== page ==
In the sixth book of the Iliad, Homer recounts the story of Bellerophon, a handsome young man of noble blood who visits King Proteus in Argos. The king’s wife Anteia falls in love with their guest and tries to seduce him, but when Bellerophon refuses to play along, she quickly turns the tables on him. Anteia announces to her husband that the young man has assaulted her, and the king is forced to take action. Unwilling to pollute his own hands with the murder of a guest, Proteus sends Bellerophon away with a sealed message in his hands to deliver to Anteia’s father, the king of Lycia (Il. 6. 167-70):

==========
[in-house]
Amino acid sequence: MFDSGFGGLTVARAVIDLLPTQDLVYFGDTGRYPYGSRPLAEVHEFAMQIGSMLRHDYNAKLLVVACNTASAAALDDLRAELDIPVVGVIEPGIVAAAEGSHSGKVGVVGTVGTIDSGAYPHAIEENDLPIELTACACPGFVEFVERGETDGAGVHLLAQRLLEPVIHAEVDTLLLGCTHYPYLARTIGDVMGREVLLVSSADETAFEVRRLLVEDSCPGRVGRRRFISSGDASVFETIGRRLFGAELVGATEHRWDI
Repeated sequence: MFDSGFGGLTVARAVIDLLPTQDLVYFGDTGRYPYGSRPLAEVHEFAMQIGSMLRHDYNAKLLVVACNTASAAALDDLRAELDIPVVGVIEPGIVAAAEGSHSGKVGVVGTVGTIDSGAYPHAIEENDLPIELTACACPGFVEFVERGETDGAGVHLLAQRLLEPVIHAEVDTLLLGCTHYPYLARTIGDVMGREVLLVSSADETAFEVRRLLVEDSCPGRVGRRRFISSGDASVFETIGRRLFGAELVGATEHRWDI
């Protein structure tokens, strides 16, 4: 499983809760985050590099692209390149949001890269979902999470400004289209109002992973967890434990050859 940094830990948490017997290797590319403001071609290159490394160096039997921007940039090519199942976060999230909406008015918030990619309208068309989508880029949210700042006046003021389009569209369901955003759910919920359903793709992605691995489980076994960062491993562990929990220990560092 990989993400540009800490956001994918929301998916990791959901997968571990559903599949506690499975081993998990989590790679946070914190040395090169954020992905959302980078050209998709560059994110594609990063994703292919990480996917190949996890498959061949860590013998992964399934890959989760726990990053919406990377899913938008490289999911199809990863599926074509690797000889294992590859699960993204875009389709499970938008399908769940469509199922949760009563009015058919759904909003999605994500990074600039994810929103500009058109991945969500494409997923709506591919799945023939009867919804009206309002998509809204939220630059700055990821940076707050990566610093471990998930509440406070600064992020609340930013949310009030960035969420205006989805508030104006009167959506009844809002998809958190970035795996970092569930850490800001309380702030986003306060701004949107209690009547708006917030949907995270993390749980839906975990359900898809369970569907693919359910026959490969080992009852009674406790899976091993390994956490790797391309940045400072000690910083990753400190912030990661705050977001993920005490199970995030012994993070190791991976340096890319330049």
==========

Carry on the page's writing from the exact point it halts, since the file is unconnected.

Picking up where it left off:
He rejected the idea of killing him, since he had an honorable heart;
instead he sent him to Lycia and gave him a grim message to take along,
writing down many things in the folded tablets, things that would destroy a man’s soul;
he commanded Bellerophon to show them to Anteia’s father, plotting to have him killed.